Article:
Matthieu Ricard trained as a molecular biologist, working in the lab of a Nobel prize—winning scientist, but when he read some Buddhist philosophy, he became drawn to Buddhism. Eventually he left his life in science to study with Tibetan teachers, and he is now a Buddhist monk and translator for the Dalai Lama, living in the Shechen monastery near Kathmandu in Nepal. Trinh Thuan was born into a Buddhist family in Vietnam but became intrigued by the explosion of discoveries in astronomy during the 1960s. He made his way to the prestigious California Institute of Technology to study with some of the biggest names in the field and is now an acclaimed astrophysicist and specialist on how the galaxies formed. When Matthieu Ricard and Trinh Thuan met at an academic conference in the summer of 1997, they began discussing the many remarkable connections between the teachings of Buddhism and the findings of recent science. That conversation grew into an astonishing correspondence exploring a series of fascinating questions. Did the universe have a beginning? Or is our universe one in a series of infinite universes with no end and no beginning? Is the concept of a beginning of time fundamentally flawed? Might our perception of time in fact be an illusion, a phenomenon created in our brains that has no ultimate reality? Is the stunning fine-tuning of the universe, which has produced just the right conditions for life to evolve, a sign that a “principle of creation” is at work in our world? If such a principle of creation undergirds the workings of the universe, what does that tell us about whether or not there is a divine Creator? How does the radical interpretation of reality offered by quantum physics conform to and yet differ from the Buddhist conception of reality? What is consciousness and how did it evolve? Can consciousness exist apart from a brain generating it? The stimulating journey of discovery the authors traveled in their discussions is re-created beautifully in The Quantum and the Lotus, written in the style of a lively dialogue between friends. Both the fundamental teachings of Buddhism and the discoveries of contemporary science are introduced with great clarity, and the reader will be profoundly impressed by the many correspondences between the two streams of thought and revelation. Through the course of their dialogue, the authors reach a remarkable meeting of minds, ultimately offering a vital new understanding of the many ways in which science and Buddhism confirm and complement each other and of the ways in which, as Matthieu Ricard writes, “knowledge of our spirits and knowledge of the world are mutually enlightening and empowering.” From the Hardcover edition.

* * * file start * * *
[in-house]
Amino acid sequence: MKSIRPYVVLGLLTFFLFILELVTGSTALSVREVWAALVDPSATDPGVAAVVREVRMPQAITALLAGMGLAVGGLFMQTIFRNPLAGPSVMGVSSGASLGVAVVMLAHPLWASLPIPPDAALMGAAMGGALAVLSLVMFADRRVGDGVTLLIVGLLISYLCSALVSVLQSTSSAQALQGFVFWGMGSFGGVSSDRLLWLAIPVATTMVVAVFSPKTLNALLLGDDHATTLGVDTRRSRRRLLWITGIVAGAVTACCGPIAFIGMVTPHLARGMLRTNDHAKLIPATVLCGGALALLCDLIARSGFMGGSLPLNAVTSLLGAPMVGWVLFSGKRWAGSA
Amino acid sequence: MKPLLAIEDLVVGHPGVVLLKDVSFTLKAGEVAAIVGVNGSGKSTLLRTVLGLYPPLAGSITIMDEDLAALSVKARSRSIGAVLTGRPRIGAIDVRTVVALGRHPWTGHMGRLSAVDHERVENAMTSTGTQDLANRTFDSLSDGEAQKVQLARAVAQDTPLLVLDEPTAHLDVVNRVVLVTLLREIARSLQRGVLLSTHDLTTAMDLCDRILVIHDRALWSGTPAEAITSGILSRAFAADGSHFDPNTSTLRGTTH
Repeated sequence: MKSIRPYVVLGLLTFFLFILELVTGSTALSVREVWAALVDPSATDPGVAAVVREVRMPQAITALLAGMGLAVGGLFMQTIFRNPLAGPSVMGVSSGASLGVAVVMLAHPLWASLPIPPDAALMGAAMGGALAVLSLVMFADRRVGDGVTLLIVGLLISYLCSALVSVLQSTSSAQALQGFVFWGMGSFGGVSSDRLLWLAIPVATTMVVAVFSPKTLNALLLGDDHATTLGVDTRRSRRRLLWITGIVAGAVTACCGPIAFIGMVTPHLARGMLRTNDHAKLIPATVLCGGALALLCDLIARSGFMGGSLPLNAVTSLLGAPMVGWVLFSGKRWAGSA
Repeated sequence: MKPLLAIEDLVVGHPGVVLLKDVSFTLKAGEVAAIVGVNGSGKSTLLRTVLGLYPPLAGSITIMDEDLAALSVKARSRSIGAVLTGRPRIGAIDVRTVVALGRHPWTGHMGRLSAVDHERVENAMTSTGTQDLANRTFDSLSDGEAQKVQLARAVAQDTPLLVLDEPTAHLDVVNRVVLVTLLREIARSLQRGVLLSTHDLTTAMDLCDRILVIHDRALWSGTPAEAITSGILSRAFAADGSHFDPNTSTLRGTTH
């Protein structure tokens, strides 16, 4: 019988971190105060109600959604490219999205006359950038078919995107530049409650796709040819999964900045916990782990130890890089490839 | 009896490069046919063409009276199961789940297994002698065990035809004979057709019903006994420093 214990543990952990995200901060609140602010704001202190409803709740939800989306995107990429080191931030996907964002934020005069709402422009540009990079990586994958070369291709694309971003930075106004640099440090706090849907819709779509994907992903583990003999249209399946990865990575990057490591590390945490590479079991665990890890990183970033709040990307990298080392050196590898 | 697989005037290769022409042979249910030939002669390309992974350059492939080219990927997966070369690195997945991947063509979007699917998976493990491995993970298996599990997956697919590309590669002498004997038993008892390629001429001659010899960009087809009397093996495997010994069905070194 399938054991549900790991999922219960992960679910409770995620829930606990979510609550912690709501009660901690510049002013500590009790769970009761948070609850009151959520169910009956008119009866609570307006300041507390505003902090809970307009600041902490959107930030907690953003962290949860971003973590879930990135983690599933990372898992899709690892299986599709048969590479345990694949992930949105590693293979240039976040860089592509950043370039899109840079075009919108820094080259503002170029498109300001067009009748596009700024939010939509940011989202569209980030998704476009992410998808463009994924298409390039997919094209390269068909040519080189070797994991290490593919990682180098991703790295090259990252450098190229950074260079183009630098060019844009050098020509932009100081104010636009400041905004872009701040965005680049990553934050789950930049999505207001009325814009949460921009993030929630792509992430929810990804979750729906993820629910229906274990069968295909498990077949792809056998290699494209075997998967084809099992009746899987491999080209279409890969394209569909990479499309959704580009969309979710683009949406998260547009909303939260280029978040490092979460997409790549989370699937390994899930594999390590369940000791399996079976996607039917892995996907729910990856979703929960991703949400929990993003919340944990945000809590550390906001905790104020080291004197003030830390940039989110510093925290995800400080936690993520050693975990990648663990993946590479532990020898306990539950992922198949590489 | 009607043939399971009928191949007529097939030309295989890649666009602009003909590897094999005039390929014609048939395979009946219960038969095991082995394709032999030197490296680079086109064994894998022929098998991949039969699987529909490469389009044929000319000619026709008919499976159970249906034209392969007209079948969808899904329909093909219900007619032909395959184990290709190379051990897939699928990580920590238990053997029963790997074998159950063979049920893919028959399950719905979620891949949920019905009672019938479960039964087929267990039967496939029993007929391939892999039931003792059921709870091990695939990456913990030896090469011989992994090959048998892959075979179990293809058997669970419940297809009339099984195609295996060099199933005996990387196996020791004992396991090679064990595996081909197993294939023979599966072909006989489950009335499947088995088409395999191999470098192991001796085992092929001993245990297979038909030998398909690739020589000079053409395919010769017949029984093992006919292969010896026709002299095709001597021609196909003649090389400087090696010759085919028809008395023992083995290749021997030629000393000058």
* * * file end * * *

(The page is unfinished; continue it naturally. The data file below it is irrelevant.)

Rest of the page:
Religion and science are arguably the two most powerful social forces in the world today. But where religion and science were once held to be compatible, most people now perceive them to be in conflict. This unique book provides the best available introduction to the burning debates in this controversial field. Examining the defining questions and controversies, renowned expert Philip Clayton presents the arguments from both sides, asking readers to decide for themselves where they stand: science or religion, or science and religion? Intelligent Design vs. New Atheism the role of scientific and religious ethics – designer drugs, AI and stem cell research the future of science vs. the future of religion. Viewpoints from a range of world religions and different scientific perspectives are explored, making this book essential reading for all those wishing to come to their own understanding of some of the most important debates of our day.